It's very much made for the market: a dash of Gone Girl, a splash of Before I Go To Sleep, a hint of Girl On A Train and then a little bit of mumbo-jumbo thrown in for good luck. But it's extremely well done. Not profound or meaningful just ingenious and entertaining.

Made For The Market

Behind Her Eyes: A Novel - Sarah Pinborough

If you were looking for a definition of a high-concept book, then look no further. Behind Her Eyes is as high-concept as it gets. A clever, plot-driven woman-in-jeopardy thriller with a paranormal twist, written in an easy-to-read confessional style and aimed directly at the thirty-something female reader, it hooks you into the story from the very first page.

 

For me, however, the lack of depth to the characters was the book's fatal flaw, particularly the villainous Adele who leads Louise, the victim, by the nose. In place of characterisation we get a great deal of coy pre-figuring of the if-only-she-knew-what-I had-in-store-for-her variety which quickly started to get on my nerves. But then, as a sixty something male, I'm not the target readership.

 

The ending took a little longer to arrive than I wanted. When it did come I thought it was going to be just as I had expected and at first that was exactly how it seemed Then came the final very neat and entirely unpredicted twist. I have to take my hat off to the author: It's a very well crafted ending but not an emotionally satisfying one. This is one of those books that ends with a shudder rather than a sigh of relief. I didn't enjoy that.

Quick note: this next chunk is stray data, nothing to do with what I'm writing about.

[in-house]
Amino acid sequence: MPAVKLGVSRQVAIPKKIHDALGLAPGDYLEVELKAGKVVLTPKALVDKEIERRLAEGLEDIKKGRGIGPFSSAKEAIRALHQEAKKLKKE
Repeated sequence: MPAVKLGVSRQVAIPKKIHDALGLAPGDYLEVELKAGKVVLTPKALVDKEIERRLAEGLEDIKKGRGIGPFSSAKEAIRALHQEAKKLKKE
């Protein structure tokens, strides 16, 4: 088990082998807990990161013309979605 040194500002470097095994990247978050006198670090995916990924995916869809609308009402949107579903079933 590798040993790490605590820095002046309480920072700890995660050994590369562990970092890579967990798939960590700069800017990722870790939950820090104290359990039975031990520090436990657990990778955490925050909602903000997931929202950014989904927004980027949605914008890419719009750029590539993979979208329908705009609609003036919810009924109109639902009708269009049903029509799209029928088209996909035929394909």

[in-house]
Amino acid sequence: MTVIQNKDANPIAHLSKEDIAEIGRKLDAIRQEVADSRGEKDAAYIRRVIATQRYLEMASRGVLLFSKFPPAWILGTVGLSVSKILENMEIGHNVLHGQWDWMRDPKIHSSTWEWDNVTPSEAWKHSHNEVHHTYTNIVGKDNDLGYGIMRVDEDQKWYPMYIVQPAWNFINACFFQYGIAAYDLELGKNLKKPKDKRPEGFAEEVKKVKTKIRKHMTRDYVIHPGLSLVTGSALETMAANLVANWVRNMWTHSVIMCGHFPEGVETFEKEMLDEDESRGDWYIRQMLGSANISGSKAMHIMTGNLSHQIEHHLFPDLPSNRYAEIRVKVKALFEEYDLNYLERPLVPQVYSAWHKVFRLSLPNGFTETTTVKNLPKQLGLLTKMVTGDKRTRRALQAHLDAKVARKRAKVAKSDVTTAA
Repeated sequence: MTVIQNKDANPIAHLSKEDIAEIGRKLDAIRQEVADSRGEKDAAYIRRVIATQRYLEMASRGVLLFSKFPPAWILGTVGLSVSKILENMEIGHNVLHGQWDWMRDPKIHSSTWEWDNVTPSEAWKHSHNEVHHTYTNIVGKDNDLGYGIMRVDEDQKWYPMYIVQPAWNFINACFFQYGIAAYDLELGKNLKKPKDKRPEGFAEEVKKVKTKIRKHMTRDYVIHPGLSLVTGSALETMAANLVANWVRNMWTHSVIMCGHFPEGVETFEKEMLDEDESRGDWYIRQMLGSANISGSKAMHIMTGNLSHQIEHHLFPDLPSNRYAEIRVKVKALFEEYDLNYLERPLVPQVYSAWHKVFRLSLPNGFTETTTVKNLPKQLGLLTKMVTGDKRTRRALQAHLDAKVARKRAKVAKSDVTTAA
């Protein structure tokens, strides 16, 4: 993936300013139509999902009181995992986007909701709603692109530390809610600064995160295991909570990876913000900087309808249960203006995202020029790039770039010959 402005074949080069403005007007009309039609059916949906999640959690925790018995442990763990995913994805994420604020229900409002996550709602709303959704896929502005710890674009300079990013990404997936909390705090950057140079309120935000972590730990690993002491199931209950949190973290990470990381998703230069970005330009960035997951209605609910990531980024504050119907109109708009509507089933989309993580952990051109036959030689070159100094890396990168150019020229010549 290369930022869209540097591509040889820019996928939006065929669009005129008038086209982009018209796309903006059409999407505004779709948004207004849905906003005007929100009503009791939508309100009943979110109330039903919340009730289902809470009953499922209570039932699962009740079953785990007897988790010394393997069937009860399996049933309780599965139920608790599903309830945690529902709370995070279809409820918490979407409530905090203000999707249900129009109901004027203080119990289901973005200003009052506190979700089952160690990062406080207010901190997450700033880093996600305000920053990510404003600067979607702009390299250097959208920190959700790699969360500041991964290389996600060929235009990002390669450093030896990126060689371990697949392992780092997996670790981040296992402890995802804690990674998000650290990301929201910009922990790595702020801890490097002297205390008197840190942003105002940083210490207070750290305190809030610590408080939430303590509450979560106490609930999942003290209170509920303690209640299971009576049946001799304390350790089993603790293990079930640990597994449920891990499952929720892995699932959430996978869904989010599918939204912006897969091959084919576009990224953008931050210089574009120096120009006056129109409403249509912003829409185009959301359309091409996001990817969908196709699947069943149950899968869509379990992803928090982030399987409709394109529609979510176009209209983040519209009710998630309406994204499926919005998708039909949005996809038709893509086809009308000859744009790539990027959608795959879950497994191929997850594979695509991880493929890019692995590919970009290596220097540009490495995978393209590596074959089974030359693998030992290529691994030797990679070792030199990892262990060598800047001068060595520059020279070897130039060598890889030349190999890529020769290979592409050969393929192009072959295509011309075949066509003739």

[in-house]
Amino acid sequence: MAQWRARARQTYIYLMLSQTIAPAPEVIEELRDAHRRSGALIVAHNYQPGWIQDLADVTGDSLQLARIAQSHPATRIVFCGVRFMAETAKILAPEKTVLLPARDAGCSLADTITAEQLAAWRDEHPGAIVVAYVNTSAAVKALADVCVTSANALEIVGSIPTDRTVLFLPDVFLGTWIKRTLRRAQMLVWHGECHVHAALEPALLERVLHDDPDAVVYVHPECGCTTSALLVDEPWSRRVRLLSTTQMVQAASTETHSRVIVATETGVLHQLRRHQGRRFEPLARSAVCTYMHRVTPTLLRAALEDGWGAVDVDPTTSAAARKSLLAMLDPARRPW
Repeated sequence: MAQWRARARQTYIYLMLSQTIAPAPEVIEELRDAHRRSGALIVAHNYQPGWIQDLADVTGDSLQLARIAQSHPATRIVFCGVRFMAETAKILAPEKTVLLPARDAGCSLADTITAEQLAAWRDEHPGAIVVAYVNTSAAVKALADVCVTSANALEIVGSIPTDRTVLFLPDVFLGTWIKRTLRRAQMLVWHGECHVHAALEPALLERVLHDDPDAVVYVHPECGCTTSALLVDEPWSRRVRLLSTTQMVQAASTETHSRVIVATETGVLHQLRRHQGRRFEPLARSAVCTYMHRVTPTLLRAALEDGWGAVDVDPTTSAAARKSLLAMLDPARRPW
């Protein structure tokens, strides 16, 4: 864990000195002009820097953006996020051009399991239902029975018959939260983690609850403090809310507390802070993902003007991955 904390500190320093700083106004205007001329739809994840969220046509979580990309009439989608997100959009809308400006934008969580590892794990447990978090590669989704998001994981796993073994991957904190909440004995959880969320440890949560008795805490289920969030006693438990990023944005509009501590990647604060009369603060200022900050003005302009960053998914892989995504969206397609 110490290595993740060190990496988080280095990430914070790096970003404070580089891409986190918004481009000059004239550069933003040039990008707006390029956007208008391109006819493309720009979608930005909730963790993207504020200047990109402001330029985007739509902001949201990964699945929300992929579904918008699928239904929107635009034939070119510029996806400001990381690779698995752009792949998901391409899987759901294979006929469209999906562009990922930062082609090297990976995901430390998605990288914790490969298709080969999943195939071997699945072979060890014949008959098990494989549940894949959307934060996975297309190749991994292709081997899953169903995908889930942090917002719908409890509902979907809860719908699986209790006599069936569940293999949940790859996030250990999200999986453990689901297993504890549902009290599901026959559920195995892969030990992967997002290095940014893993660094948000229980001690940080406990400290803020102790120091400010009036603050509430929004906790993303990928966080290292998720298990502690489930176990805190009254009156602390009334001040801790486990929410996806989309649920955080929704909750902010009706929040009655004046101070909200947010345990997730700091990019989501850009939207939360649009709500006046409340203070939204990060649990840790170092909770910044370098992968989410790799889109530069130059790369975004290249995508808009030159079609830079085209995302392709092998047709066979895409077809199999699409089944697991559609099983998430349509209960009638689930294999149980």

It's very much made for the market: a dash of Gone Girl, a splash of Before I Go To Sleep, a hint of Girl On A Train and then a little bit of mumbo-jumbo thrown in for good luck. But it's extremely well done. Not profound or meaningful just ingenious and entertaining.

Telling Winners From Losers

Conscience of the King - Alfred Duggan

The first of a trio of Anglo-Saxon novels, The Conscience of the King focuses on the beginnings of the kingdom of Wessex, as told by its founder, Cerdic, a renegade Romano-Celt who betrays his own culture and seeks his fortune with the Saxon invaders. A completely selfish and unscrupulous individual, the progress of his carefully laid plans and the constant self-justification with which he explains his treachery is, nonetheless, quite compelling.

 

Equally fascinating is Duggan's portrait of the disintegrating Romano-Celtic society- in particular, the abandoned and haunted cities gradually falling prey to the elements:

 

 

"What made Calleva such a queer place to wander in in was that it had been abandoned while it was still a concern. The streets were overgrown, and most of the roof-beams had been stolen by people who were too lazy to cut timber even in that thick Forest, but many house-walls were intact. In sheltered corners you could trace frescoes on the plaster, and mosaic floors glimmered through a layer of mud."